Configuring memory for virtual machines

To optimize memory usage by virtual machines, Virtuozzo Hybrid Infrastructure uses a Linux feature called kernel same-page merging (KSM). The KSM daemon periodically scans memory for pages with identical content and merges those into a single page. That page is marked as copy-on-write (COW), so when a virtual machine needs to change its contents, the kernel creates a copy of the page for that VM and changes it. KSM allows using RAM overcommitment and avoiding swapping when many similar workloads run on the same server. However, we strongly recommend configuring swap space if you enable memory overcommitment.

Additionally, virtual machines running on a server are bound to its NUMA nodes, to keep VM processes as close to the memory they access as possible. When the load difference between NUMA nodes exceeds 50%, hosted VMs are rebalanced based on their memory and CPU usage.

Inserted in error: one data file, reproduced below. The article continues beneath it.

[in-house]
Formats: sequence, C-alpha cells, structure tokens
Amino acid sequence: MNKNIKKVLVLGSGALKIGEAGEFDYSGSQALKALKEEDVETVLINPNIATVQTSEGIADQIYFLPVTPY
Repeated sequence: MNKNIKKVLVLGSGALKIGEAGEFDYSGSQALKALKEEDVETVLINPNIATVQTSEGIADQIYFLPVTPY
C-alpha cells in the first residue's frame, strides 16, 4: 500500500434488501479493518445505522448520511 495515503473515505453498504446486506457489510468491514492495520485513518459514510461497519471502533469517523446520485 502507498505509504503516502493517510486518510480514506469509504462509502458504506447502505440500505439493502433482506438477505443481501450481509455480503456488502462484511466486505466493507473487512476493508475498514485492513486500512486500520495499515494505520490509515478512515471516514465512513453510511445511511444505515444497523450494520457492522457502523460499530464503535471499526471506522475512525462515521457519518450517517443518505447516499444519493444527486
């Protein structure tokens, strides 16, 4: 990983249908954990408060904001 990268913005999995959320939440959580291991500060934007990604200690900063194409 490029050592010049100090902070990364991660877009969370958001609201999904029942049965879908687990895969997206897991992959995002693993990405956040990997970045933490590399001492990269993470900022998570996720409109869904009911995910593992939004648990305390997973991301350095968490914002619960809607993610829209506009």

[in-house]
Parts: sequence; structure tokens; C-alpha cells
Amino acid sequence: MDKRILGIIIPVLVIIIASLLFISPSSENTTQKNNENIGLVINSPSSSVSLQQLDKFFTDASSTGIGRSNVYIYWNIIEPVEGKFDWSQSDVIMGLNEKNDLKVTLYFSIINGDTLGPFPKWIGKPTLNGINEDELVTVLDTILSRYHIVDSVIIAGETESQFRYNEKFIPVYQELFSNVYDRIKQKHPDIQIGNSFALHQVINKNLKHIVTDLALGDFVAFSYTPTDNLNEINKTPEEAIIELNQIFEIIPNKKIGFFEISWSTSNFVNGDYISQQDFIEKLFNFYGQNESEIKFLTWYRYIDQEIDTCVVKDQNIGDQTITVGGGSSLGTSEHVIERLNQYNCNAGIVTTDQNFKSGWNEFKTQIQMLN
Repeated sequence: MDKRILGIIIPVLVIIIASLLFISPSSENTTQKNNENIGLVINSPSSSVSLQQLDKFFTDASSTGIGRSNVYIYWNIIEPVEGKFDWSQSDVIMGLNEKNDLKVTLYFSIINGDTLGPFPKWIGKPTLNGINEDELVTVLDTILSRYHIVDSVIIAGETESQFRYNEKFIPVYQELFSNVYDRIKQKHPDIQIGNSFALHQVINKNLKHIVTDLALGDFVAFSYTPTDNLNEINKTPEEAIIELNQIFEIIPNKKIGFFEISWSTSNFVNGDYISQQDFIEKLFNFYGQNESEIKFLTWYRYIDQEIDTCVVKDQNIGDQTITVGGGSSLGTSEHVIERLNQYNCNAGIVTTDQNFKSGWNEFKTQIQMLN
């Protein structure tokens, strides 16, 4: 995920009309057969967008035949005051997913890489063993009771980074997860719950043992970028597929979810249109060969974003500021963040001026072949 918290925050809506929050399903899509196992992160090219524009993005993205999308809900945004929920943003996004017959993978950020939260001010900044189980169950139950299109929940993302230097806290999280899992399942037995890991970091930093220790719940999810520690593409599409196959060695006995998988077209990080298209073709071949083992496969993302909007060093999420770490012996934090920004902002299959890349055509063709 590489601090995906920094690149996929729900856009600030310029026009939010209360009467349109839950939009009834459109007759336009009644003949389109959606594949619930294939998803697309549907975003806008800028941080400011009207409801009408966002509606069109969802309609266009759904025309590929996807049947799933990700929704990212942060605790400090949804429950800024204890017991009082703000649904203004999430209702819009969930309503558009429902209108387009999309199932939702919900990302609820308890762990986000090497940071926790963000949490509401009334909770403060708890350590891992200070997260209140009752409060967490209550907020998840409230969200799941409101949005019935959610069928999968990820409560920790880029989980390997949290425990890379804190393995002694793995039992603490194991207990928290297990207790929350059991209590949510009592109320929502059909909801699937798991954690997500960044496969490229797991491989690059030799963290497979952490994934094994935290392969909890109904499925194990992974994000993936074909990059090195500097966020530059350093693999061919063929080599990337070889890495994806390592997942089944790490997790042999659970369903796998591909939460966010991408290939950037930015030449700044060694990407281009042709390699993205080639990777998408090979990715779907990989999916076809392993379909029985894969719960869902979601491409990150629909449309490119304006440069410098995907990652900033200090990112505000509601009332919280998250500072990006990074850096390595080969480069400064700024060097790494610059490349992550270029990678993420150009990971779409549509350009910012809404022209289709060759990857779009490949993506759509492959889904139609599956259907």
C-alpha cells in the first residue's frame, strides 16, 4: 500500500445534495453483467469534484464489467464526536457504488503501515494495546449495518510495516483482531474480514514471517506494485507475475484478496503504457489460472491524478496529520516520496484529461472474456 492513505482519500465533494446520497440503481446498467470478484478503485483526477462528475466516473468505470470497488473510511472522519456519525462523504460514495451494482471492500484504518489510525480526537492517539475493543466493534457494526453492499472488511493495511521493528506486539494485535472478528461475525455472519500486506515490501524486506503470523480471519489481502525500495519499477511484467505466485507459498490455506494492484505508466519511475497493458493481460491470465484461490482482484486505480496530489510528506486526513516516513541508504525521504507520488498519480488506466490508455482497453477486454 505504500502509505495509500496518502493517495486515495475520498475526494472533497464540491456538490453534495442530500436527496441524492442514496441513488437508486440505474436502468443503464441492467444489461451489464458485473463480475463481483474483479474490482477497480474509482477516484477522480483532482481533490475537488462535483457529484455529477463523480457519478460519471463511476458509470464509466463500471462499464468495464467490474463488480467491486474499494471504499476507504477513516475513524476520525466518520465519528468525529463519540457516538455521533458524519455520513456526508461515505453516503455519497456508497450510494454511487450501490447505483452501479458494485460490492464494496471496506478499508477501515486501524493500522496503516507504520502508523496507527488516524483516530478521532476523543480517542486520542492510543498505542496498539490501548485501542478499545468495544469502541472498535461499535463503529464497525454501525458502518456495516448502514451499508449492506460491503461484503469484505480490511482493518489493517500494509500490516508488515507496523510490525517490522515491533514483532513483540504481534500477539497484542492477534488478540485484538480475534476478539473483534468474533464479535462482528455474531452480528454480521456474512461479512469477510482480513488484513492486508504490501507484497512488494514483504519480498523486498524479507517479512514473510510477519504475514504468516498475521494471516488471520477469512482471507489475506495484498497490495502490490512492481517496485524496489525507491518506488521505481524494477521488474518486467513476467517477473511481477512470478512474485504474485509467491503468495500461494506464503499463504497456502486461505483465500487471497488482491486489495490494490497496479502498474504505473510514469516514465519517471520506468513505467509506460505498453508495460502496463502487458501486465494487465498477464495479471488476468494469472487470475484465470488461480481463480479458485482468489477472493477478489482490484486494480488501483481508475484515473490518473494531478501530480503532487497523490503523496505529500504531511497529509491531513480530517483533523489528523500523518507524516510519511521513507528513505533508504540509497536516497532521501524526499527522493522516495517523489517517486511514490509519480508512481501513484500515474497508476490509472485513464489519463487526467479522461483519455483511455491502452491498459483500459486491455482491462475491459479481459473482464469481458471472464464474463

You can configure the amount of memory that can be provisioned for virtual machines by setting the RAM overcommitment ratio on a particular node or on all of the compute nodes. This is the ratio of the amount of maximum reserved RAM to physical. The default ratio is 1, which means that you cannot provision more than the amount of physical RAM available on a compute node. By increasing the ratio on a compute node, you can increase the number of virtual machines running on this node but potentially reduce their performance. By default, memory guarantees for virtual machines are set to 50%, which allows increasing the RAM overcommitment ratio up to 2. However, the maximum recommended RAM overcommitment ratio is 1.5.

Memory overcommitment for virtual machines is only available if a compute node has enough swap space. Before enabling RAM overcommitment, you need to calculate the required swap space, and then configure it on a compute node.